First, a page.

This book is so "scientifically correct" that it was used in my ecology of the tropical rainforest class that went down to do research in Costa Rica. It was so enjoyable though that I've read it through 3 times since my completion of the class. This book brings the best of the tropics to you.

    5-0 out of 5 stars Pulitzer Price material
    This was an absolutely wonderful book. It's very dense -- I think every paragraph may introduce a new idea -- but it's so well written that you tend not to notice just how much information is here.

    The chapters are self-contained, and in fact you can read them in just about any order you want. Just browse and pick what you'd like to read. Plus they're fairly short, which is a good thing since as I mentioned the material is dense.

    The book really does introduce you to many concepts as well as specifics. We went to the Amazon with a naturalist, and all the concepts as well as many of the specifics were familar to us from the book. Highly recommended!

    5-0 out of 5 stars Tropical Nature--an armchair guide to the rainforests.
    Tropical Nature is a delightful discussion of the evolution, ecology and biodiversity of species in the Central and South American rainforests. It is written on a level that biologists can enjoy but is also highly readable for those planning a trip to these areas. The authors' discussion of evolutionary adaptations of species in the rainforests is written in plain language and would not overwhelm those outside the field. With so much emphasis on molecular biology now, it is great to read a book about natural history and the way species interact.

    5-0 out of 5 stars A great introduction to rain forest ecology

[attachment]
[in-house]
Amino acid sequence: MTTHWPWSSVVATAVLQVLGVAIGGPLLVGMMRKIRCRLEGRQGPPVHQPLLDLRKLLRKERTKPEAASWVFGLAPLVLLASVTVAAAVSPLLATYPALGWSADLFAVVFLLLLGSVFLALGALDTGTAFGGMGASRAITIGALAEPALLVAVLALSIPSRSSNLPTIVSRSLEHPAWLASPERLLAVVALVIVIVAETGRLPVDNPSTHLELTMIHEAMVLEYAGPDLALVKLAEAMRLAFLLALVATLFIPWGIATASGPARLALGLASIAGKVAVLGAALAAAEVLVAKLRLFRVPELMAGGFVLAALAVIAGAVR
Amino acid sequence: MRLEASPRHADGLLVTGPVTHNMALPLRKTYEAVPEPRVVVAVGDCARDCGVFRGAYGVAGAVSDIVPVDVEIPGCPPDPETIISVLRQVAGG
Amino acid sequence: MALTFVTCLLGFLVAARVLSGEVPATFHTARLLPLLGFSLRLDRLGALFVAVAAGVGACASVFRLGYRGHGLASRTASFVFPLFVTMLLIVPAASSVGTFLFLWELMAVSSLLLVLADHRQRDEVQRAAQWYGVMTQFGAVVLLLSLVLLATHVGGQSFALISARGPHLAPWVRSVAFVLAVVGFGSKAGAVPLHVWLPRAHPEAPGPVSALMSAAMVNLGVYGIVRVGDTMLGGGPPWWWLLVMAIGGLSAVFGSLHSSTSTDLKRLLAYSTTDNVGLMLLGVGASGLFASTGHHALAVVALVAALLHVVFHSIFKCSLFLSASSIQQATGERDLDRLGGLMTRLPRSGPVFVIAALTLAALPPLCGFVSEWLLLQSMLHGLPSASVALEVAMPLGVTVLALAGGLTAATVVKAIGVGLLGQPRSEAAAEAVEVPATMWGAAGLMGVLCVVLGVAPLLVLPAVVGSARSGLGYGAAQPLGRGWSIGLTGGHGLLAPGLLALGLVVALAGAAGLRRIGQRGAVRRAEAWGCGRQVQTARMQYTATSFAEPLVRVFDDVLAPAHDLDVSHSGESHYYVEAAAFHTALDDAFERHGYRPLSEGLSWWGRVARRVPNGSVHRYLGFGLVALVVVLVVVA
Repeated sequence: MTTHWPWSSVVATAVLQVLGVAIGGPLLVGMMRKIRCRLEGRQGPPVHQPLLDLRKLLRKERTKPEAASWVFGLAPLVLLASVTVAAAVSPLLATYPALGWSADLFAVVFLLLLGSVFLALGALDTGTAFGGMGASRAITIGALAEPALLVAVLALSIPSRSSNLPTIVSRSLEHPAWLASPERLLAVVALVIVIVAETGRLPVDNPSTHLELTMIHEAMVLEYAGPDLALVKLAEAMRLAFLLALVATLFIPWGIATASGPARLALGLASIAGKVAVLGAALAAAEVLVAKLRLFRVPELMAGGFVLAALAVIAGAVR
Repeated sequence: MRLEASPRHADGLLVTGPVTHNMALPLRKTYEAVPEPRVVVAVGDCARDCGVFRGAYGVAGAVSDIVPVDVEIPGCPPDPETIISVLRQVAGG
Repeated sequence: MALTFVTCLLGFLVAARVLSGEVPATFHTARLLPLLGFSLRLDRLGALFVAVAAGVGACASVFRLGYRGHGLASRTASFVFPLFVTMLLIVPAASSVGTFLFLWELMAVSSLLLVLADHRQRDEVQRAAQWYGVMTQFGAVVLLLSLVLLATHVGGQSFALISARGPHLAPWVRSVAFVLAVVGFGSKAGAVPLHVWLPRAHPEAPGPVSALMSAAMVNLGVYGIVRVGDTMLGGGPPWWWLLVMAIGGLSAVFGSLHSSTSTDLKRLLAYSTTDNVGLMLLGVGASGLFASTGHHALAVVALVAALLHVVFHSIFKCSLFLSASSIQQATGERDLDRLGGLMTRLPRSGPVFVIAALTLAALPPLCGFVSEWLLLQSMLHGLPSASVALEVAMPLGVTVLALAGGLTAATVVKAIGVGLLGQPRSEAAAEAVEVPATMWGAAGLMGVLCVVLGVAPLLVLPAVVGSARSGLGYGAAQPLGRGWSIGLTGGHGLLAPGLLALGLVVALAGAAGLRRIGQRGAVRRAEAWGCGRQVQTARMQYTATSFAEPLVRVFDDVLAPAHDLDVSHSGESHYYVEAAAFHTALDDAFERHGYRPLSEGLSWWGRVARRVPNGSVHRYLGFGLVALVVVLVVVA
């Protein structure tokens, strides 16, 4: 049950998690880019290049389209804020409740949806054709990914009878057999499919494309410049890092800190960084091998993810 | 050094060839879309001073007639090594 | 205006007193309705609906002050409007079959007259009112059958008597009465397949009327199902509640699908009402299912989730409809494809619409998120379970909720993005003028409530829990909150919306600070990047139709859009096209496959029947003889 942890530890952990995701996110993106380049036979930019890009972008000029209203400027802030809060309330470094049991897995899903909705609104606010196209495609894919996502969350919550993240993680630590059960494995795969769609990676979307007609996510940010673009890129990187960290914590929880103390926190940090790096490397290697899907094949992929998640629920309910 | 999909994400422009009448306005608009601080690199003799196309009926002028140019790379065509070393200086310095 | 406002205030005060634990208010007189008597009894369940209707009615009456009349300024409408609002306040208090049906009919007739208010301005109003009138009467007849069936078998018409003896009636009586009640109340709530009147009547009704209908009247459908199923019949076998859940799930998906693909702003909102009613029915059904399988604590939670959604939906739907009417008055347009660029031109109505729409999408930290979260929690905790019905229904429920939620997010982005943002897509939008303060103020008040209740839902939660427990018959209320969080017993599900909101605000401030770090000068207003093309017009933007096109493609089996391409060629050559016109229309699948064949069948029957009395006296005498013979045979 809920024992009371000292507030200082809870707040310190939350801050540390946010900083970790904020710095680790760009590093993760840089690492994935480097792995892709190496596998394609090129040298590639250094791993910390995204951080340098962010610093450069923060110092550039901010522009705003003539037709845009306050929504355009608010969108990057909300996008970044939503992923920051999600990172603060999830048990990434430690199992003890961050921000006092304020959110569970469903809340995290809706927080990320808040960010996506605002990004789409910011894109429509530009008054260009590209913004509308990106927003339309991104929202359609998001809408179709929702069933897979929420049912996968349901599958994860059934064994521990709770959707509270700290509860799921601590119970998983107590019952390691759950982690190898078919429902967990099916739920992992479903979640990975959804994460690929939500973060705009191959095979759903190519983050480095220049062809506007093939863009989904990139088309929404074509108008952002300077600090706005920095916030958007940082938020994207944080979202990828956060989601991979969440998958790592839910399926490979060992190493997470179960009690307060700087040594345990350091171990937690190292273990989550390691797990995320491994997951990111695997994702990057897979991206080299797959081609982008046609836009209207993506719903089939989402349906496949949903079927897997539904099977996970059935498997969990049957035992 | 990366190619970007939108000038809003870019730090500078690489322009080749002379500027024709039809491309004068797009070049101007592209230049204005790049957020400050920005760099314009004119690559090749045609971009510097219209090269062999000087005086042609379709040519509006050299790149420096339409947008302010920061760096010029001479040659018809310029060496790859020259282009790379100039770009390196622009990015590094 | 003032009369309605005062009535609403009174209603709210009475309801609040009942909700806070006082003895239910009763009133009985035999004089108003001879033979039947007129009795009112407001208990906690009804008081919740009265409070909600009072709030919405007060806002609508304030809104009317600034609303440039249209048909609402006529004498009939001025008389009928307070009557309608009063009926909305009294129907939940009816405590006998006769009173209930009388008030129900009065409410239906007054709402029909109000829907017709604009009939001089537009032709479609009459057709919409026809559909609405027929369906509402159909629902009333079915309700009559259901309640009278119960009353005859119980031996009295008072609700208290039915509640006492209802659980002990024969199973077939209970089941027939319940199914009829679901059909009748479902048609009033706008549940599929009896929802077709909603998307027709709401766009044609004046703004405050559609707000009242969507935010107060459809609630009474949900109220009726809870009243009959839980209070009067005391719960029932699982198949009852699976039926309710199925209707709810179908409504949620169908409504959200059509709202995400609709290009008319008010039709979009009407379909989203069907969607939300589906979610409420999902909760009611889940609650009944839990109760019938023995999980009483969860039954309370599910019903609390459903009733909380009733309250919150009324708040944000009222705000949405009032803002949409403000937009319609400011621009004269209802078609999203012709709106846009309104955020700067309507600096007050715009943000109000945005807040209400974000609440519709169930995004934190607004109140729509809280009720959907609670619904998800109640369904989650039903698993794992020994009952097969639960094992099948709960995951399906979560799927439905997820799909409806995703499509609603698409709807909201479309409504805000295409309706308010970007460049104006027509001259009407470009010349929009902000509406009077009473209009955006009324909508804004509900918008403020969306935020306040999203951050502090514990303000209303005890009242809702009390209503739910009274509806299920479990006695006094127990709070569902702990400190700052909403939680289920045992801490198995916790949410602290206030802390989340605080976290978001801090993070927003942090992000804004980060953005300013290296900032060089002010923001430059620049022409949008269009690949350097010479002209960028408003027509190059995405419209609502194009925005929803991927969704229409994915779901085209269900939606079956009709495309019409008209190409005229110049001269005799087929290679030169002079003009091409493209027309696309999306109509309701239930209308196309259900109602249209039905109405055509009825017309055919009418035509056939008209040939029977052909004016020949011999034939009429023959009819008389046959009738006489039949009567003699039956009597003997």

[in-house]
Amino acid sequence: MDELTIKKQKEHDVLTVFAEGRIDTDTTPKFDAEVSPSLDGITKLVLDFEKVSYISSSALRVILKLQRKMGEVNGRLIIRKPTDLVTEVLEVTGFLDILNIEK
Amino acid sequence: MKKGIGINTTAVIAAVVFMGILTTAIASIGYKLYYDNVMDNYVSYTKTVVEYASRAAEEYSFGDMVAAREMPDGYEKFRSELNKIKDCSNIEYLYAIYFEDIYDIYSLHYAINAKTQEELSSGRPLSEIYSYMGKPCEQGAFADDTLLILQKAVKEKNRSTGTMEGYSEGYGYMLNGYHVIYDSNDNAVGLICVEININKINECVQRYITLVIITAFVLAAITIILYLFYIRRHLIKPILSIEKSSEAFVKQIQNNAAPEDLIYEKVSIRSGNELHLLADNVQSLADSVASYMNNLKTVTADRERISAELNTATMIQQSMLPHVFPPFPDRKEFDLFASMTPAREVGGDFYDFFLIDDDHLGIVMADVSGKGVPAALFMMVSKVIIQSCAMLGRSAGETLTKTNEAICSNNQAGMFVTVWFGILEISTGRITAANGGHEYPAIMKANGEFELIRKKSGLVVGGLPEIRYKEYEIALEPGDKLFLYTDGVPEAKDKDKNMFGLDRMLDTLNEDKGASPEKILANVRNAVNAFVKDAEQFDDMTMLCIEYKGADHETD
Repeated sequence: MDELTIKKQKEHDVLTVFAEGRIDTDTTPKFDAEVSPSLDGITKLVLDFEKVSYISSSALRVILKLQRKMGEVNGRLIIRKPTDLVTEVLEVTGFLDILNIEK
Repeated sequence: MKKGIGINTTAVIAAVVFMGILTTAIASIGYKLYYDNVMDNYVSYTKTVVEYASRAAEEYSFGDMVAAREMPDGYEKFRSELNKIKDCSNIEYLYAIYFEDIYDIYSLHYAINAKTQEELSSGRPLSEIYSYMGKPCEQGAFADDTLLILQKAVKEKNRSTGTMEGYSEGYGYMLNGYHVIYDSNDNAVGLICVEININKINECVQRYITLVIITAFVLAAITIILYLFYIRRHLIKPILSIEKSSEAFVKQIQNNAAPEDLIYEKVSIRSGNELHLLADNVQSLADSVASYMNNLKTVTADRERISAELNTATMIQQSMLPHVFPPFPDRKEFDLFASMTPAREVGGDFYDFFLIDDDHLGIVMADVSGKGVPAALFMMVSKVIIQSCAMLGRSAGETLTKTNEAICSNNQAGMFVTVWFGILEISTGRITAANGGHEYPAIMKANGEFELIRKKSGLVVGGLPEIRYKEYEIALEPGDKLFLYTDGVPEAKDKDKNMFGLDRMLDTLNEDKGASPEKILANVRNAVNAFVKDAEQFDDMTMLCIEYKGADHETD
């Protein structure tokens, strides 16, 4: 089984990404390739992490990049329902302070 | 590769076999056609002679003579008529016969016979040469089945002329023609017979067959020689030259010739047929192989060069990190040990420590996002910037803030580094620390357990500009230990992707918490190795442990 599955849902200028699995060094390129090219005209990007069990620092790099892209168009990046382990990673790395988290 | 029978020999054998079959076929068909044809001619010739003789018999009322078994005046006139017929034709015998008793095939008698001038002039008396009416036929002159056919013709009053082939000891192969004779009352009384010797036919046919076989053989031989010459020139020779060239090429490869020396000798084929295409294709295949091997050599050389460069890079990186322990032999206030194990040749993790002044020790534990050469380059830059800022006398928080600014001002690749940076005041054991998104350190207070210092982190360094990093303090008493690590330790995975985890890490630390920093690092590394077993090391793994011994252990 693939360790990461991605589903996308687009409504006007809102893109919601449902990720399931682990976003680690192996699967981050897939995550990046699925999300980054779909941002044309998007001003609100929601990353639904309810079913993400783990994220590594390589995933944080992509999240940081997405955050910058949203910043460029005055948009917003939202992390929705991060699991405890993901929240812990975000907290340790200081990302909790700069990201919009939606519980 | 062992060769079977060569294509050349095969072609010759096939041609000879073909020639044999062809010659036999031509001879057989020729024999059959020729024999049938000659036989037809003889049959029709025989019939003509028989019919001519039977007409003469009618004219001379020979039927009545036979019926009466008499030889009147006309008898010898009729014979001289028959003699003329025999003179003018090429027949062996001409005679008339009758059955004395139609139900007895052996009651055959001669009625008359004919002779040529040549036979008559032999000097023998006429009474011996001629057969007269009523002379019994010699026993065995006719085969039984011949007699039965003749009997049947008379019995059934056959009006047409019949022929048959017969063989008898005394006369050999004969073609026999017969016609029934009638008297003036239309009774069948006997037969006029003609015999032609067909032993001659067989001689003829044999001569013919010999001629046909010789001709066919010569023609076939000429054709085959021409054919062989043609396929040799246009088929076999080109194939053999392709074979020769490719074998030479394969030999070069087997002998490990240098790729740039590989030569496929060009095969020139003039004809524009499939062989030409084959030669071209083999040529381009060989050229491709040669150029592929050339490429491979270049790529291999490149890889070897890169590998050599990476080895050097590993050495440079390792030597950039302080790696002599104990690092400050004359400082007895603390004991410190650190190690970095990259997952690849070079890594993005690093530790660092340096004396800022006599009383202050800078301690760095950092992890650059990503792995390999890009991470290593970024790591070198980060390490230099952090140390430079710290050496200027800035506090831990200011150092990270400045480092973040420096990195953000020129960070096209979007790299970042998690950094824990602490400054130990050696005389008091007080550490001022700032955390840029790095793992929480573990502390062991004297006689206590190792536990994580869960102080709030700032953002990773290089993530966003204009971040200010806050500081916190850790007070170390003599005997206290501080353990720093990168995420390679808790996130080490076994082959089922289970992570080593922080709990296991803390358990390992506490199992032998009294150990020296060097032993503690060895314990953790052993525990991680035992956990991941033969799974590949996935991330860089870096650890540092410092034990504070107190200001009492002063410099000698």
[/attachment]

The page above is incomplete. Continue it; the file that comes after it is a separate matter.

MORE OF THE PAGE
This was a great book. You can see the authors' passion for rain forests while you read it. The chapters are short and insightful. They don't cover any subject with a great amount of detil but if they did the book would be 2000 pages long. You don't need to be a specialist to appreciate this book. The concepts that are presented are explained by using stories from the authors' experiences in the rain forests. It is a super intorduction, if your planning trip to Costa Rica, Belize or any other tropical country to see rain forests, you would really enjoy your experience more after reading this book. Like the authors say, rain forests can seem a little dull because all you see is a tangle of green under a dark canopy. After reading this book you'll begin to see things that you normally would look for. ... Read more

    7. Streams: Their Ecology and Life
    by Colbert E. Cushing, J. David Allan
    list price: $55.95
    our price: $55.95
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    Asin: 0120503409
    Catlog: Book (2001-09)
    Publisher: Academic Press
    Sales Rank: 229773
    Average Customer Review: 5 out of 5 stars
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    Book Description

    Streams is a handbook that combines a discussion of the ecology of streams and rivers, in layperson language, with an illustrated field guide of the plants and animals found in running waters of North America. Various illustrations and maps accompany the text. The authors are extremely well known--Cushing is the lead content provider for an America On-Line service provided through Trout Unlimited entitled "Ask Dr. Cushing." He is frequently asked the sorts of questions that are answered in this field guide. J. David Allan is the author of a well known textbook in Aquatic Ecology. ... Read more

    Reviews (1)

    5-0 out of 5 stars A superbly presented field guide